As the market evolves, more disruptive technologies will start to be incorporated into UK healthcare systems. Generative AI technologies make it easier to gather patient data and make healthcare more advanced and accessible using deep-learning algorithms to create new content such as text, audio, code, and more.
This can help doctors, researchers, and scientists review, interpret, and even suggest solutions to complex medical issues. AI is being used in healthcare in everything from virtual assistants to natural language applications that optimise clinical documents storage to robotically-assisted surgical devices. Generative AI also represents a way to help unlock a piece of the unrealised $1 trillion of improvement potential present in the industry. It can do so by automating mundane and error-prone tasks, bringing years of clinical data to the fore in seconds, as well as modernising a health systems infrastructure.
This is by no means new, with one study in the UK using an AI-powered chatbot app (NHS111 powered by Babylon) that was able to divert nearly half of all patients from their primary care service to a self-managed outcome, while maintaining nearly the same referral rate (22% versus 21% for live people) to urgent and emergency care.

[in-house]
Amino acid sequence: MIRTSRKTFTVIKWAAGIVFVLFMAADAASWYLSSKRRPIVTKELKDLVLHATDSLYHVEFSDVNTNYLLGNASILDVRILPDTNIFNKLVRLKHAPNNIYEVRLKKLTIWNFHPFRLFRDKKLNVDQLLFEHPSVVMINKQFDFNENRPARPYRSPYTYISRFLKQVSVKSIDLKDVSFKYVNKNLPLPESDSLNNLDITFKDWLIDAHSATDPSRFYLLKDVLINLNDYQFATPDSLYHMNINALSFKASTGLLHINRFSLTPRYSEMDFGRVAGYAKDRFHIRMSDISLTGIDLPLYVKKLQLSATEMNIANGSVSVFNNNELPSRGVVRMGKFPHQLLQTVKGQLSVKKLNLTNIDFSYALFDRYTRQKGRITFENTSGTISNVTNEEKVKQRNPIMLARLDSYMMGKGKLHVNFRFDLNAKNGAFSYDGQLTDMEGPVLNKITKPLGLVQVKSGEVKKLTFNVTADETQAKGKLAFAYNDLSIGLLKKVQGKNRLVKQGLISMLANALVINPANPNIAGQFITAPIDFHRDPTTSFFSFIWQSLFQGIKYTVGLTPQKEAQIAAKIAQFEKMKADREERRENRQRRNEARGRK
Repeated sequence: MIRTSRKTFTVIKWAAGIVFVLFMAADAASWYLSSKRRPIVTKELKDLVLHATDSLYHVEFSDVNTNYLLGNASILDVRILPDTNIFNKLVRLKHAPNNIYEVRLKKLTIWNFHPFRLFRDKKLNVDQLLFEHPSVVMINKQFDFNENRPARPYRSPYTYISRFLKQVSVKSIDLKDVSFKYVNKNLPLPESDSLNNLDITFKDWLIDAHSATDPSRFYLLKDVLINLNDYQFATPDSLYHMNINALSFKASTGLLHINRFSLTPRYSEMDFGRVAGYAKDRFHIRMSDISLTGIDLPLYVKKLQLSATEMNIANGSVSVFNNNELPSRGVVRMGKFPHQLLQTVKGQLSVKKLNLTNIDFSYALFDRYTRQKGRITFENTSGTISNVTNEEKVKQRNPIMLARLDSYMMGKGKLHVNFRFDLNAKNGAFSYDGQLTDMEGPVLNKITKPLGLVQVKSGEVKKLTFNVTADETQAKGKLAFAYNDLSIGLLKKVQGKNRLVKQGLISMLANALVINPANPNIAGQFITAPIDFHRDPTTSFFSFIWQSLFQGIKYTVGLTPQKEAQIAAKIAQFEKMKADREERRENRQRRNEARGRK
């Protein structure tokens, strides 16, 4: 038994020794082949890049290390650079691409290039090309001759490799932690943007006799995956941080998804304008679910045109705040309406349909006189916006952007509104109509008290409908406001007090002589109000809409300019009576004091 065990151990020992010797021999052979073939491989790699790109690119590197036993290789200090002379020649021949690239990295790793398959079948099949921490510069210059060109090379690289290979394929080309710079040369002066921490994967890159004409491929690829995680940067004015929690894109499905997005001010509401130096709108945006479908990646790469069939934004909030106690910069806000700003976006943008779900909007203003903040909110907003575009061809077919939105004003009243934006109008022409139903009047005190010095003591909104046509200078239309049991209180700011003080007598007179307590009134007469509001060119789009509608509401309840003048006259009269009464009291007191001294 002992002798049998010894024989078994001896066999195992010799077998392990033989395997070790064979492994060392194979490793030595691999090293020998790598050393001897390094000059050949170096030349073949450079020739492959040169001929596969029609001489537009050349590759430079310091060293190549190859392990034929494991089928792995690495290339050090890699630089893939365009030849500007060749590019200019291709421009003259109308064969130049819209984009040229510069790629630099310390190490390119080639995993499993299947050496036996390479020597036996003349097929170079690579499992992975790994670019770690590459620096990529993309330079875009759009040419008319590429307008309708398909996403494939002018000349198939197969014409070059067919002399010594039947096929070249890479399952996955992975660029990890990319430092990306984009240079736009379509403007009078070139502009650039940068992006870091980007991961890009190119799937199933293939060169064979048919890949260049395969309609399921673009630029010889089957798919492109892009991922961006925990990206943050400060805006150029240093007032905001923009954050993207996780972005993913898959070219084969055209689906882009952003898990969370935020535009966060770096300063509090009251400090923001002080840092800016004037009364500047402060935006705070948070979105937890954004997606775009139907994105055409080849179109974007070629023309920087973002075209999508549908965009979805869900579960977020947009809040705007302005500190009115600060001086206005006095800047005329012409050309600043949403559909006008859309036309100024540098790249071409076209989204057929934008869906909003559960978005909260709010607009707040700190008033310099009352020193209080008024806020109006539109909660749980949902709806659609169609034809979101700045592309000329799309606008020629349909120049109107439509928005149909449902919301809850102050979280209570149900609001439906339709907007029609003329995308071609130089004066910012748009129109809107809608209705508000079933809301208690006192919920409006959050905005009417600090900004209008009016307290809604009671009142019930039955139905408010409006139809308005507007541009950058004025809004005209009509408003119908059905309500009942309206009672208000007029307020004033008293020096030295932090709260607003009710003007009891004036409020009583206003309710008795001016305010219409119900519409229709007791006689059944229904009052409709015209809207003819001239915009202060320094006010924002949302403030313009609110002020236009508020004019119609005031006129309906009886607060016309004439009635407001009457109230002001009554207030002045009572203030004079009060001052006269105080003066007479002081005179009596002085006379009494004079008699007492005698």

Better services for patients
Even before the pandemic, telehealth and remote care options were growing, with investment in this new future of healthcare already underway and the global telehealth and telemedicine estimated to reach $285.7 billion by 2027.
These options give healthcare providers the ability to reach more people and make care more accessible to those who otherwise can’t get it, including those living in rural or isolated communities, those unable to travel easily, and those without access to specialised healthcare.